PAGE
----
Slanted walls angled outwards define the top floor of the three-storey Deep Cove House, which then steps down a slope north of downtown Vancouver, across Burrard Inlet on the North Shore.
Western red cedar siding stained a grey-brown colour clads the exterior, with large portions of glass on the rear to open up to views. The house is also punctured with two courtyards on the west and east sides for vistas of the nearby ocean and forest.
"This crisply detailed house for a family is part look-out tower, part courtyard and part landform," said local studio D'Arcy Jones Architects. The house's angular exterior is designed to minimise interior glare and to keep water off the wrap-around windows."
In contrast to the expanses of glass on the back, the front of the property has no windows to ensure the privacy of the residents.
"The front of the house wears a simple mask, to set a quiet and private tone even though the project is located near a bustling neighbourhood intersection and commercial area," the studio said.
"When you are seated or lying down inside this house, the surrounding suburban context is edited out, so no one can see in, but you can see out towards nature, perfectly."
The front door accesses this top floor featuring an entry, hallway, a bedroom with an en-suite bathroom, and a garage for two cars.
An open-plan kitchen, dining room and sitting area with a fireplace is placed at the back to make the most of the views from a long window.
"Long horizontal windows take advantage of 180-degree views towards an ocean fiord-like inlet, alive with shipping freighters, kayakers and sometimes even whales," the studio said.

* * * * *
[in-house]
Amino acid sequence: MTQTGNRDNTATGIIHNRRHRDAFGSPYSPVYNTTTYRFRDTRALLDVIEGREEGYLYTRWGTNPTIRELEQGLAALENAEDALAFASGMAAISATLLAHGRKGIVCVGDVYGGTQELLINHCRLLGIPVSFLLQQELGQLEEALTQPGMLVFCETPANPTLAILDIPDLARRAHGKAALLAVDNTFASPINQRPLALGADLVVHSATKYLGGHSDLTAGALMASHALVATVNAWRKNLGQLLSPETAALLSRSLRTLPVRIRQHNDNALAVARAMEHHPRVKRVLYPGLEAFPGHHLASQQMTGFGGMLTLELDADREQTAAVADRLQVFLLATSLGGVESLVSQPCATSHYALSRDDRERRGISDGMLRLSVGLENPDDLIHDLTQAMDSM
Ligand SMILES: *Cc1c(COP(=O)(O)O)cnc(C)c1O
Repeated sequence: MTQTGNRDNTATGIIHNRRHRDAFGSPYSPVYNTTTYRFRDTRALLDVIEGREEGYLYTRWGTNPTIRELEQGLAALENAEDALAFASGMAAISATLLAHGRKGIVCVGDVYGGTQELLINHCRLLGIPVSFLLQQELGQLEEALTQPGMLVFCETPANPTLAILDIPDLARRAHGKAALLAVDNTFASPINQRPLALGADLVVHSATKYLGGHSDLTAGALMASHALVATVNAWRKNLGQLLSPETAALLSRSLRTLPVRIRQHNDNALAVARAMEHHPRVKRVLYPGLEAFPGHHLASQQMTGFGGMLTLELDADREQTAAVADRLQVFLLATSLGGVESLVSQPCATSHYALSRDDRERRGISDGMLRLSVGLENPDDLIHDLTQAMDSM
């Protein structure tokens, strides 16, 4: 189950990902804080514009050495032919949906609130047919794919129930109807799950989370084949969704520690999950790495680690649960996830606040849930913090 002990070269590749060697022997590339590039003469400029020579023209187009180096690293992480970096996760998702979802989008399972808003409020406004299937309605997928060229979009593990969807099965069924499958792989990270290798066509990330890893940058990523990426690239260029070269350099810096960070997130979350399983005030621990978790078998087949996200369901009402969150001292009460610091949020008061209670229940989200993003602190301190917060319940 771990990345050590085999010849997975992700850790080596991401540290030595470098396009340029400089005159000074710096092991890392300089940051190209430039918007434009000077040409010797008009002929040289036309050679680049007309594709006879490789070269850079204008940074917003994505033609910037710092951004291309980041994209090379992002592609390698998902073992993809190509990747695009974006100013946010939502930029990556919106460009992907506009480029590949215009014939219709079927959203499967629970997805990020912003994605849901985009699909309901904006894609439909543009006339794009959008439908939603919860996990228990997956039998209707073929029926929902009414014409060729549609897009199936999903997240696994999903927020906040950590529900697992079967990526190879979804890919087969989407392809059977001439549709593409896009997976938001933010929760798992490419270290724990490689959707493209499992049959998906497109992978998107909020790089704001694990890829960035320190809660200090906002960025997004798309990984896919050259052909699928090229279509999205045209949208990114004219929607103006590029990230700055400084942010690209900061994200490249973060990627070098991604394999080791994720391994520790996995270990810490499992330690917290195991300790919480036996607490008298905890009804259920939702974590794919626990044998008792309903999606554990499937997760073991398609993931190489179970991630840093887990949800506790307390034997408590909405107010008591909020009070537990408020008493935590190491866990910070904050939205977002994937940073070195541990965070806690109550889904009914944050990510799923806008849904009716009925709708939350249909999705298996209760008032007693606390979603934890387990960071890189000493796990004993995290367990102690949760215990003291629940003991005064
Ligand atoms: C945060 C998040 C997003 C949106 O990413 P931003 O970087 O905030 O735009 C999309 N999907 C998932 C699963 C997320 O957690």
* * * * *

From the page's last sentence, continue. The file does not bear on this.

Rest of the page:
The west-facing courtyard is accessed from the kitchen and provides a place to relax in the afternoon sun that is also tucked away from the wind.
D'Arcy Jones Architects designed the interiors to be crisp with minimal furnishings overall, allowing the views of the natural surroundings to be showcased.
Details in the main living space are white walls and polished concrete floors with radiant heating. Black window frames add to the simple, greyscale aesthetic.
"The interior was inspired by older architecture's desire to make generic rooms instead of spaces with specific uses," D'Arcy Jones Architects said. "So most rooms in this house are not designated."
Downstairs, on the middle level, is another living room and a wet bar.
Sliding glass doors lead from here onto another patio with garden, hot tub and swimming pool. A theatre, office, laundry room, a bathroom and three bedrooms including the master are also located on this middle floor.
The lowest level of the house is smaller than the two upper floors, and contains a gym, sauna, bathroom and mechanical spaces.
Deep Cove House is accompanied by a detached volume that accommodates a pool house and storage for patio furniture and pump equipment.
Canadian architect D'Arcy Jones founded his eponymous studio in 1999 by after studying at the University of Manitoba and the Technical University of Nova Scotia. The firm's other projects in Vancouver include the renovation of a black gabled house.
Photography is by Ema Peter.